Monday, November 24, 2008

Entourage S.5 E.12 - "Return to Queens Blvd"

The boys were back in town again and after some requisite all-night partying and talks with Mom, they get back down to business. Vince and E squabbled over how to get Gus Van Sant to let Vince audition for his new movie while Turtle tried to keep his relationship with Jamie Lynn Sigler secret and Drama invested his money into a hometown bar. The episode returned to the original formula of preserving Ari for short but sweet appearances to dole out a few funny lines and further the plot rather than devoting whole sub-plots around him. As such, the episode divided the screen time pretty evenly amongst the boys.

The episode saw Vince at his most unsteady and insecure despite finding comfort in an ex-girlfriend – the episode’s only superfluous element, largely due to the terrible performance by the actress. On the other hand, Adrian Grenier displayed some of his best acting to date when cool-as-a-cucumber Vince finally let down his fa├žade in an explosive, expletive-fueled cell phone hurl. The subsequent mash-up between Vince and E was painful and unflinching (although marred by a distracting 360 degree revolving camera) and their reconciliation at the show’s end was just as bromantic as we would hope it to be.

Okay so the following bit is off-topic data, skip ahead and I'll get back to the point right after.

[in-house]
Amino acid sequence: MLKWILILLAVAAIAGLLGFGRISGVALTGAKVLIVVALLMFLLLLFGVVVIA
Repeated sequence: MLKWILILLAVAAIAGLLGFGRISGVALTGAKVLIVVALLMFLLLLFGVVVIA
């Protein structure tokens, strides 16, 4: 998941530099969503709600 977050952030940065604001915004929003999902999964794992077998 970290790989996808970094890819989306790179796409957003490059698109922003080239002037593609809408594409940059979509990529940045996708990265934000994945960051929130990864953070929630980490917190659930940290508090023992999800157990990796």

After a season of suffering through set-back after set-back, Entourage’s hedonistic fans finally received the release they needed as Vinnie got offered the lead role in the next Scorsese film, a reworking of The Great Gatsby. It seems to me that Vinnie would be much better suited to play Gatsby than Nick Carroway but never mind if this means we’ll get to see more Scorsese cameos! I suspect the movie’s production will occur off-screen this time but hopefully the grand master will still be popping up during post-production.

One of Entourage’s strongest qualities is its ability to anticipate showbiz trends and comment on material contemporaneous to its air date rather than its shoot date. Last night we saw it with all the Gus Van Sant talk and Drama’s throwaway reference to Milk and even in the line about Joaquin Phoenix bowing out of a film which almost aligns with his supposed retirement announcement. Further in that regard, the entirety of season five feels like a reflection of America’s economic downturn what with all the dialogue about it being a bad year and hitting a rough patch. The doom and gloom is more likely a by-product of this season being written on the heels of the writer’s guild strike but it still feels like a contribution to Entourage’s eerie powers of prognostication.

While I was becoming accustomed to the show’s new tone and approach, the last five minutes did feel like a welcome return. With its promised summer 2009 airing maybe a bit more fun and sun in season six will help after this long winter of discontent. Who knows? Maybe even the economy will be on the incline by then.

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